Check your triangle tells a clear and realistic story

Your triangle should present a clear narrative of how your organisation makes a difference in the short to medium term, and the longer term.

Check that it is:

  • logical: there should be logical links between the three sections of your triangle. Consider whether someone outside your organisation would be able to follow the story of how your work will create change.
  • realistic and achievable: to the best of your knowledge (from your research or previous experience), will achieving your specific aims contribute to your overall aim? Will delivering your objectives achieve your specific aims? If you have an objective that doesn’t link to a specific aim, perhaps it is not strictly necessary or you are missing a specific aim? If you have a specific aim that doesn’t have any objectives linked to it, are there other types of work you need to consider delivering?
  • clear: your completed triangle should be useful for describing the value of your work both internally and to the outside world. Make sure that it is free from jargon and acronyms.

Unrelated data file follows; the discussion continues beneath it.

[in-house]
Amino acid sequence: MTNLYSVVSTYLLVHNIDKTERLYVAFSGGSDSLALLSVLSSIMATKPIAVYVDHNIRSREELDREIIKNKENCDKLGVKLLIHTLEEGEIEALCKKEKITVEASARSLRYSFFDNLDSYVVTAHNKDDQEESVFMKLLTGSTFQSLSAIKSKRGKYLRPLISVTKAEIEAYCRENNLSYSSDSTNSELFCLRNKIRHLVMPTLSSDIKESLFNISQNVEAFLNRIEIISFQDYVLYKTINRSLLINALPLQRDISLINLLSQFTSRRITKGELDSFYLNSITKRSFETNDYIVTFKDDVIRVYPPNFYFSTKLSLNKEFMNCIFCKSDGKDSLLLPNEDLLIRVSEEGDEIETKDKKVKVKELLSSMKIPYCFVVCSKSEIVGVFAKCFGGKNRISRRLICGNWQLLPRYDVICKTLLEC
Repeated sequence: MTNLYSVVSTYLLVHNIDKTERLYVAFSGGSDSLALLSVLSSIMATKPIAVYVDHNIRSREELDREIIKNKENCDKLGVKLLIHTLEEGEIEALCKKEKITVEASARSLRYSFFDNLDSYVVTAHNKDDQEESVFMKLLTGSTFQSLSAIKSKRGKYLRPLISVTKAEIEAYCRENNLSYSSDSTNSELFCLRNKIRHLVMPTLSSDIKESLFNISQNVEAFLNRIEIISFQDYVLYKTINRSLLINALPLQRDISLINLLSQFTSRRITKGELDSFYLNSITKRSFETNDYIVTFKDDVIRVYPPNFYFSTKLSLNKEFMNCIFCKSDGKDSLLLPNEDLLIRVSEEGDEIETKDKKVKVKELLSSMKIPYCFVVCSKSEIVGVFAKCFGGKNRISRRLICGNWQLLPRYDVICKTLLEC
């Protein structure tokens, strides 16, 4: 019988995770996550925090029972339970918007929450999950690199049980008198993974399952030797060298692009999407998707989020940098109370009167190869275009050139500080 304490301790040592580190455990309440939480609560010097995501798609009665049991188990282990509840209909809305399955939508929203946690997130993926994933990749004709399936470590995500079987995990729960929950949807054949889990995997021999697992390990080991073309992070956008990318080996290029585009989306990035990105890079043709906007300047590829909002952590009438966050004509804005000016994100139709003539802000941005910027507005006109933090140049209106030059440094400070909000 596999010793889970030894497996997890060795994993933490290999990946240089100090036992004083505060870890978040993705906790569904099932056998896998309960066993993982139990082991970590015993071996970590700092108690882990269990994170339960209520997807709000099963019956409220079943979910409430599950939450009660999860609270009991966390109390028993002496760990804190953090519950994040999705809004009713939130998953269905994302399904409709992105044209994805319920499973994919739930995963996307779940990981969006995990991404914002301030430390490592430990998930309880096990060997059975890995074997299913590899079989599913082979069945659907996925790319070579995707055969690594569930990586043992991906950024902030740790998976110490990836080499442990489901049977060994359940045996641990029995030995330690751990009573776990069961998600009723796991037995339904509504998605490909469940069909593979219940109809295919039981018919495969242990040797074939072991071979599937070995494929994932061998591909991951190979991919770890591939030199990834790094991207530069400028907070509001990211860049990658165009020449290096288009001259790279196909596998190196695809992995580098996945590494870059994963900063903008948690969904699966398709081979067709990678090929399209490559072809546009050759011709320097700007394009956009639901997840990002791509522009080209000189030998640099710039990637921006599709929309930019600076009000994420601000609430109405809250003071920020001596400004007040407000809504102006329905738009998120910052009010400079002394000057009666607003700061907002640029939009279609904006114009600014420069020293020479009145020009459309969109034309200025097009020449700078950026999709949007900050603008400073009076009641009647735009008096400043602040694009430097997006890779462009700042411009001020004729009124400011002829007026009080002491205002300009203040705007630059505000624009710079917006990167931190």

6

Review your triangle with others

Once you have created your triangle, review it to see where it could be improved. Try to do this with others to get different perspectives and to strengthen the story it tells. You could involve colleagues, managers, trustees, beneficiaries or partners, for example. Check that the story the triangle tells is recognisable based on their experiences.

7

Use your triangle

Now you’ve created your triangle, don’t forget to use it. A triangle can help you to communicate succinctly about your work and the change it makes, and to plan your project or feed into your organisation’s strategy.

If you want to go on to evaluate your work, you can use your triangle to help you develop a monitoring and evaluation framework.

Further information

This How To was contributed by NCVO Charities Evaluation Services.

Contributors

Page last edited Sep 13, 2017 History